Critics claim that two recent judgments by Canada’s telecom regulator have frozen out competition in the country’s heavily concentrated market, making it even more difficult to lower mobile and internet service prices.
Consumers in Canada have long complained about high cellphone bills, which are among the highest in the world, and Prime Minister Justin Trudeau’s Liberal government has vowed to intervene if providers do not reduce costs by 25%.
On Thursday the Canadian Radio-television and Telecommunications Commission (CRTC) ruled that it would not significantly lower the rates that small companies must pay to access the high-speed broadband networks of larger rivals, including BCE Inc, Telus Corp and Rogers Communications Inc, known as the Big Three.
That followed a CRTC ruling in April when it asked large telecoms firms to offer wholesale wireless access to so-called Mobile Virtual Network Operators (MVNOs), smaller outfits that can then resell the capacity at reduced retail prices and pass on the savings to consumers, but with several stipulations that were seen as wins for big companies.
While the two choices were meant to encourage competition, critics believe they will merely serve to marginalize smaller players.
The verdict on Thursday would allow the large carriers to charge wholesale access to their internet networks at costs equivalent to those set in 2016. The verdict overturns a 2019 judgement that would have obliged large telecom carriers to decrease their wholesale rates and make retroactive payments to small businesses, which was still being appealed.
The verdict on Thursday will result in significantly reduced retroactive payouts.
TekSavvy, an internet service provider with around 300,000 subscribers across Canada, said it was petitioning the federal government directly to overrule the CRTC’s decision on broadband access rates, one of several avenues open to contest the ruling. It is also asking that CRTC Chair Ian Scott be removed from his role.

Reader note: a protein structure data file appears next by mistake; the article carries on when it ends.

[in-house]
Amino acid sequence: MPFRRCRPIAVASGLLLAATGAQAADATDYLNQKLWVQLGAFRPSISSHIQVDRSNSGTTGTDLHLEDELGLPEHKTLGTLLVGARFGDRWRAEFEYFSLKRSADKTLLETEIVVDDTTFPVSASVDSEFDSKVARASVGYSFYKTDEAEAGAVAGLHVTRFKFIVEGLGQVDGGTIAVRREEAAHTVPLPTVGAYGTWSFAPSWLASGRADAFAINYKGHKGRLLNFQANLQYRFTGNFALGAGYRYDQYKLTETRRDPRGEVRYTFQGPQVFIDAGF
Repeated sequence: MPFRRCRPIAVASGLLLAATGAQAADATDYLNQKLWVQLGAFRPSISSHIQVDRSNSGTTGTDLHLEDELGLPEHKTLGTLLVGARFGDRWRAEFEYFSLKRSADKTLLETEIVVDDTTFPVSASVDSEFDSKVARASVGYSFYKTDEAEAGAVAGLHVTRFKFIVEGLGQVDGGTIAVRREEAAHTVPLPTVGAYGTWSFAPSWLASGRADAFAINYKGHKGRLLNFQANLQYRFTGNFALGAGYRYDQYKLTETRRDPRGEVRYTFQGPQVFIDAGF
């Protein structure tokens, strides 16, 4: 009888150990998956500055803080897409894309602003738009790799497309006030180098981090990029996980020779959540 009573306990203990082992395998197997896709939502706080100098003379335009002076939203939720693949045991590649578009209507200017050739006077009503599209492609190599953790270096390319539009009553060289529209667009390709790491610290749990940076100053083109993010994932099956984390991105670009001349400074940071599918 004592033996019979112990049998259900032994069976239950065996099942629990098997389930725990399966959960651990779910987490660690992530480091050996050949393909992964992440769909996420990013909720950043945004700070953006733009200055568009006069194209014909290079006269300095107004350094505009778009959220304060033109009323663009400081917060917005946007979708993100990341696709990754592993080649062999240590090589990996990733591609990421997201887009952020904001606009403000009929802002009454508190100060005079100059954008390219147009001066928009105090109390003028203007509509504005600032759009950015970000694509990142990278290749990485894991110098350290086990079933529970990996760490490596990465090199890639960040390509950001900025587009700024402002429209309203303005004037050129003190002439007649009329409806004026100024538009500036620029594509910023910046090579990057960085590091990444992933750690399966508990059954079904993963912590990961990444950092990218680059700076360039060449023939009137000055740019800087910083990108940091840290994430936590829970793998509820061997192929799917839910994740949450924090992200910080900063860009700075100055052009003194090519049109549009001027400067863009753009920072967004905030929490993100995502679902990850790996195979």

Andy Kaplan-Myrth, a vice president at TekSavvy, told Reuters, “I never heard this scenario discussed seriously, and never really considered that they would do this.” He described the ruling as a “tombstone on the grave of telecom competition in Canada.”
The Big Three operators control 89.2% of subscribers and 90.7% of revenue in Canada’s telecom industry. Lawmakers and analysts have warned the concentration will only intensify if Rogers’ planned $16 billion acquisition of Shaw Communications Inc is allowed to proceed.
TekSavvy said it would pull out of the upcoming 3500mHz spectrum auction in June, the frequency required for 5G rollout, and scrap plans to launch a mobile service, as a result of the broadband ruling.
Critics also said measures to allow MVNOs fell short of what was needed to encourage robust competition.
“The CRTC itself actively acknowledges just how concentrated the market is, and yet their decisions continue to not just uphold the status quo, but tip the scales even sweeter in big telecom’s favor,” Laura Tribe, executive director of OpenMedia, a community organization that advocates for affordable and accessible internet, said.
Scott, the CRTC’s chair, in an interview with Reuters defended the latest decision, stating that “we make determinations that we believe are balanced and in the public interest.”
Rogers and Telus did not respond to requests for comment on the Thursday decision. BCE said it was pleased with the ruling.
The Trudeau government’s hands-off approach to the issue – passing decisions back to the CRTC, Innovation Minister Francois-Philippe Champagne declining to push for significant legislation – sent a signal to the market that the government would not be a strong voice for consumers, according to Michael Geist, an internet law expert at the University of Ottawa.
Champagne’s office did not respond to a request for comment right away, but his office had previously stated that it was analyzing Thursday’s decision.
The current environment, according to Geist, is “a gloomy moment” for small businesses.
“But certainly, the Big Three’s ‘happy days are here again,'” he continued.